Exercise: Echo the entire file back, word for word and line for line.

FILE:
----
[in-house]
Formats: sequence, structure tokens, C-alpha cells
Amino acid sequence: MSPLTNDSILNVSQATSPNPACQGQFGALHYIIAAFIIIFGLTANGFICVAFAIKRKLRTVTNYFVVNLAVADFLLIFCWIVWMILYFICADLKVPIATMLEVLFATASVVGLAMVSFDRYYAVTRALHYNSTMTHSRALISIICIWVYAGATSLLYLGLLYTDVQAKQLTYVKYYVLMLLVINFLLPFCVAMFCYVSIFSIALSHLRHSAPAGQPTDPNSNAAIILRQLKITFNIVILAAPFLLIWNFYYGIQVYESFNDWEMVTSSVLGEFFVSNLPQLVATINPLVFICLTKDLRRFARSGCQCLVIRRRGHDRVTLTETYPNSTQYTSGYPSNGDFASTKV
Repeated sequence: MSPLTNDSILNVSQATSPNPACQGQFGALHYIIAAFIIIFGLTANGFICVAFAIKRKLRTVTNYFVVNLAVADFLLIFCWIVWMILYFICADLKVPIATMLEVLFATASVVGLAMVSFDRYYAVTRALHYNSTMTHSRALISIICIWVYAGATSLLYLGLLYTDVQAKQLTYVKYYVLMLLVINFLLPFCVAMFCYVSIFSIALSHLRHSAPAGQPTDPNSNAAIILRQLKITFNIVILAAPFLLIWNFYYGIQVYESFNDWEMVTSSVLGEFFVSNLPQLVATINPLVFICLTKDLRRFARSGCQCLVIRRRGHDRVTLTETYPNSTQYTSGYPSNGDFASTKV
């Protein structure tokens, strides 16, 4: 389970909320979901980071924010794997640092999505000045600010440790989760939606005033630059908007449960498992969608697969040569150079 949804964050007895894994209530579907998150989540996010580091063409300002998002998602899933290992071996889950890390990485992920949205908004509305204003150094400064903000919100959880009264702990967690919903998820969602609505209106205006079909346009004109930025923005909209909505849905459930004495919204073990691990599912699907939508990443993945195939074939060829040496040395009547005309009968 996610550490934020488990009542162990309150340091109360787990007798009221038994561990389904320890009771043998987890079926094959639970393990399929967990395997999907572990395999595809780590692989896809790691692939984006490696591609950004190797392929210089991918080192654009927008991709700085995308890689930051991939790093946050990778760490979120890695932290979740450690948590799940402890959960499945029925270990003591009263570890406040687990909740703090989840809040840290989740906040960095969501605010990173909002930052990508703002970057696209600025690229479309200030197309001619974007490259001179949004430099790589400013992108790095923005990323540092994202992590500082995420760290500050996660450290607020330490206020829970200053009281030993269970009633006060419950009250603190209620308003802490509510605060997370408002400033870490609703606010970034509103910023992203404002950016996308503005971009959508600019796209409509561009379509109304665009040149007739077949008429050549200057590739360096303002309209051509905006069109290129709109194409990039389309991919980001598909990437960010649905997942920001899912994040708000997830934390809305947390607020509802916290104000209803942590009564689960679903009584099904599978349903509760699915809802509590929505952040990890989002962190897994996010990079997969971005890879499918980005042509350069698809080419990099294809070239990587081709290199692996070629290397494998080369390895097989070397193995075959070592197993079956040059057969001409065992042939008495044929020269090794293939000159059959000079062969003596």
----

[in-house]
Formats: sequence, structure tokens, C-alpha cells
Amino acid sequence: MSPLTNDSILNVSQATSPNPACQGQFGALHYIIAAFIIIFGLTANGFICVAFAIKRKLRTVTNYFVVNLAVADFLLIFCWIVWMILYFICADLKVPIATMLEVLFATASVVGLAMVSFDRYYAVTRALHYNSTMTHSRALISIICIWVYAGATSLLYLGLLYTDVQAKQLTYVKYYVLMLLVINFLLPFCVAMFCYVSIFSIALSHLRHSAPAGQPTDPNSNAAIILRQLKITFNIVILAAPFLLIWNFYYGIQVYESFNDWEMVTSSVLGEFFVSNLPQLVATINPLVFICLTKDLRRFARSGCQCLVIRRRGHDRVTLTETYPNSTQYTSGYPSNGDFASTKV
Repeated sequence: MSPLTNDSILNVSQATSPNPACQGQFGALHYIIAAFIIIFGLTANGFICVAFAIKRKLRTVTNYFVVNLAVADFLLIFCWIVWMILYFICADLKVPIATMLEVLFATASVVGLAMVSFDRYYAVTRALHYNSTMTHSRALISIICIWVYAGATSLLYLGLLYTDVQAKQLTYVKYYVLMLLVINFLLPFCVAMFCYVSIFSIALSHLRHSAPAGQPTDPNSNAAIILRQLKITFNIVILAAPFLLIWNFYYGIQVYESFNDWEMVTSSVLGEFFVSNLPQLVATINPLVFICLTKDLRRFARSGCQCLVIRRRGHDRVTLTETYPNSTQYTSGYPSNGDFASTKV
């Protein structure tokens, strides 16, 4: 389970909320979901980071924010794997640092999505000045600010440790989760939606005033630059908007449960498992969608697969040569150079 949804964050007895894994209530579907998150989540996010580091063409300002998002998602899933290992071996889950890390990485992920949205908004509305204003150094400064903000919100959880009264702990967690919903998820969602609505209106205006079909346009004109930025923005909209909505849905459930004495919204073990691990599912699907939508990443993945195939074939060829040496040395009547005309009968 996610550490934020488990009542162990309150340091109360787990007798009221038994561990389904320890009771043998987890079926094959639970393990399929967990395997999907572990395999595809780590692989896809790691692939984006490696591609950004190797392929210089991918080192654009927008991709700085995308890689930051991939790093946050990778760490979120890695932290979740450690948590799940402890959960499945029925270990003591009263570890406040687990909740703090989840809040840290989740906040960095969501605010990173909002930052990508703002970057696209600025690229479309200030197309001619974007490259001179949004430099790589400013992108790095923005990323540092994202992590500082995420760290500050996660450290607020330490206020829970200053009281030993269970009633006060419950009250603190209620308003802490509510605060997370408002400033870490609703606010970034509103910023992203404002950016996308503005971009959508600019796209409509561009379509109304665009040149007739077949008429050549200057590739360096303002309209051509905006069109290129709109194409990039389309991919980001598909990437960010649905997942920001899912994040708000997830934390809305947390607020509802916290104000209803942590009564689960679903009584099904599978349903509760699915809802509590929505952040990890989002962190897994996010990079997969971005890879499918980005042509350069698809080419990099294809070239990587081709290199692996070629290397494998080369390895097989070397193995075959070592197993079956040059057969001409065992042939008495044929020269090794293939000159059959000079062969003596």